I Don't Want to Follow Doctor's Orders

We call them “doctors’ orders.” You know, “Take these pills” or “Wear this splint.” Given the connotations, “doctors’ orders” is a terrible term.

Prescriptions and medical advice are not like military sergeants’ orders—commands that privates must follow without question. In the spirit of patient autonomy, patients decide whether to follow their doctors’ orders. Patients hold the power.

If you want to get good care, though, that power carries responsibility. It’s on you to follow your doctors’ orders. If you can’t—or don’t want to, it’s on you to let your doctors know.

Studies document so-called non-compliance (another terrible term in medicine) as a huge problem. Whatever patients’ reasons for not complying, they owe it to themselves to be honest with their doctors about it. Patients hurt themselves if they accept written prescriptions or nod in agreement about pieces of advice, knowing they’re not going to follow through. That deception damages the bond of trust while compromising their recovery.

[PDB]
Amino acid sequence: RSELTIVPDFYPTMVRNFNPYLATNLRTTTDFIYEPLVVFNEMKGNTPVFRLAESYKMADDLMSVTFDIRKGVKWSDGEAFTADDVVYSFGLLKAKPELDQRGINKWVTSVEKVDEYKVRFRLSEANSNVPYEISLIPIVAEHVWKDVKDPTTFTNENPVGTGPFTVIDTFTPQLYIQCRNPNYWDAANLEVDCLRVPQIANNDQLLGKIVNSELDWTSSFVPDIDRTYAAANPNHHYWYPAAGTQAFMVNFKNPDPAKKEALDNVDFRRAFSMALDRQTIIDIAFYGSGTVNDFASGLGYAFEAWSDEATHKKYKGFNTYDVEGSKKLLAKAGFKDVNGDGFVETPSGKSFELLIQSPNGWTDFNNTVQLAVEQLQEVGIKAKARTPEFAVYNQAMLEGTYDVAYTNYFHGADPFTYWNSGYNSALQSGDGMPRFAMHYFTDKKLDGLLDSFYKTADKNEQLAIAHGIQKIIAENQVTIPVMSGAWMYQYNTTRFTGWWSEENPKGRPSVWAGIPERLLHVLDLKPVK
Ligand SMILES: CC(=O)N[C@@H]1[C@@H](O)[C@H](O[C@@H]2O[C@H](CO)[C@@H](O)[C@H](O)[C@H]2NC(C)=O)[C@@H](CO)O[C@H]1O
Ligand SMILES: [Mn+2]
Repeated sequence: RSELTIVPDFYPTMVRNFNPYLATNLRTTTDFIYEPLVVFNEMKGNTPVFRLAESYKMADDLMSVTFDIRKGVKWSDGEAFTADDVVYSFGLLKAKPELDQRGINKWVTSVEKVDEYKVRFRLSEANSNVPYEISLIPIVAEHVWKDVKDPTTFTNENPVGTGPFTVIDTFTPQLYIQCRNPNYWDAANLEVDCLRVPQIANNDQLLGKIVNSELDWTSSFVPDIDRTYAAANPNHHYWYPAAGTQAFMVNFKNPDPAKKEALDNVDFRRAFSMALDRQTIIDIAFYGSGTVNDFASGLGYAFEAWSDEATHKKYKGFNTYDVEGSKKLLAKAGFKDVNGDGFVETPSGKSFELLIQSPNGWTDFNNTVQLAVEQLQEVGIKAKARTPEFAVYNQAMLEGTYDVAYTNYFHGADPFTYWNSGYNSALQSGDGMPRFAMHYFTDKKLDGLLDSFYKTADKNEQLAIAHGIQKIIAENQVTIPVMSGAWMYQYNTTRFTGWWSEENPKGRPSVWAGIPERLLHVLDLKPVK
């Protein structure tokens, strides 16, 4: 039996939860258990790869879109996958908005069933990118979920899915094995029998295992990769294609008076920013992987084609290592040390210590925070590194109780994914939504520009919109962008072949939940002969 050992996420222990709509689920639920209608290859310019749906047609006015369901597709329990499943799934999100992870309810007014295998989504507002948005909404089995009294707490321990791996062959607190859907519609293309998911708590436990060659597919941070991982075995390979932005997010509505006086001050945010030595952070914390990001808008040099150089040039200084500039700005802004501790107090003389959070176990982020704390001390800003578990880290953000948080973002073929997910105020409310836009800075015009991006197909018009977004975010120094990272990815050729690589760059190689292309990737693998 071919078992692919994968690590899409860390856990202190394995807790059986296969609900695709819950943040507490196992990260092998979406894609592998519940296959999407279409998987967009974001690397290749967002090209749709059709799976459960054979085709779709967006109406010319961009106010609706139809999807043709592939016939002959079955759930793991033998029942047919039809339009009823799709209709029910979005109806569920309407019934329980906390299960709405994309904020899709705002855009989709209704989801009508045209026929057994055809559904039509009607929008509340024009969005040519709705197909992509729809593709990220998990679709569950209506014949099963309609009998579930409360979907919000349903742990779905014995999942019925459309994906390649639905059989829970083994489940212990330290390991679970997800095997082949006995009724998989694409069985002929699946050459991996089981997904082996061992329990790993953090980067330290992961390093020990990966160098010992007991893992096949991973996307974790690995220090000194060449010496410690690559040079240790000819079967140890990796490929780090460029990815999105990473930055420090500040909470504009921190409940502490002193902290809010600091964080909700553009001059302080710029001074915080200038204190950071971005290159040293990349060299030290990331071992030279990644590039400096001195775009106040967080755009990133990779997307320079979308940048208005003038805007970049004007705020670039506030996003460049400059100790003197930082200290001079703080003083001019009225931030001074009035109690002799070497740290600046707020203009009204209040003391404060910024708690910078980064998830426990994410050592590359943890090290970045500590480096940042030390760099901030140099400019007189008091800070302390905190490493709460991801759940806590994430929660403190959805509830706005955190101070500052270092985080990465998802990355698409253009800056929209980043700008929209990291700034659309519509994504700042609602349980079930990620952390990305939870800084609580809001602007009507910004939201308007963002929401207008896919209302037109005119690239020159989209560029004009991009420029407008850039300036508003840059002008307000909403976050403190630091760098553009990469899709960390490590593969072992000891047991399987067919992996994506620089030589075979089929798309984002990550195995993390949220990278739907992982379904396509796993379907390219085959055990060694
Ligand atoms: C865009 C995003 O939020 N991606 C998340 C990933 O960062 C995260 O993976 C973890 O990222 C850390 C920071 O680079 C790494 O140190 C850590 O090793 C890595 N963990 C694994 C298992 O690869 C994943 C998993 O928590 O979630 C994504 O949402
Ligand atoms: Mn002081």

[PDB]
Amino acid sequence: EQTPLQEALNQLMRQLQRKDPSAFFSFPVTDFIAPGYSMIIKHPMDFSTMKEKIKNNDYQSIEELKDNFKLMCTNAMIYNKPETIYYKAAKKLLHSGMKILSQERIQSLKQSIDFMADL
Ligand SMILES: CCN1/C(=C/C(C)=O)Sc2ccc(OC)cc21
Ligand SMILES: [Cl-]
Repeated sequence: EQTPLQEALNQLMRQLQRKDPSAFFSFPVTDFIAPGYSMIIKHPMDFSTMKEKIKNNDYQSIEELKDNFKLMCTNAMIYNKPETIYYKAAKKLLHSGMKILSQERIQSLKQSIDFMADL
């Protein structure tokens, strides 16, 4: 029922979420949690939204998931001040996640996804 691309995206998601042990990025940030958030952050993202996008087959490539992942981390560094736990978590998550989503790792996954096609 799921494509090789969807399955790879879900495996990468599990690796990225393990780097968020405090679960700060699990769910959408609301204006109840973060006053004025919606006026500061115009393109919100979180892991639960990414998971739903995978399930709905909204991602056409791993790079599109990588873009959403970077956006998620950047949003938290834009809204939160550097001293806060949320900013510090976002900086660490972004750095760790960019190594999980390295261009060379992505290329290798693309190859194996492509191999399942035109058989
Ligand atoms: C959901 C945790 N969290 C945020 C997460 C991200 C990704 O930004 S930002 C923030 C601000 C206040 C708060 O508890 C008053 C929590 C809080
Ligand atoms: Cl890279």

The purpose of your doctor visits is to work together to help you get the best care. Your doctors need to trust that you will speak up if you…

  • Don’t understand something

  • Can’t—or don’t want to—follow their recommendations

Doing so opens opportunities for your doctors to…

  • Learn more about you, your challenges, and your needs

  • Dispel myth and misinformation

  • Offer insights and tips on overcoming obstacles to following recommendations

  • Offer new recommendations that you can—and will—follow

To receive the best care, tell the truth. Work together with your doctors to understand and overcome the obstacles to following recommendations.

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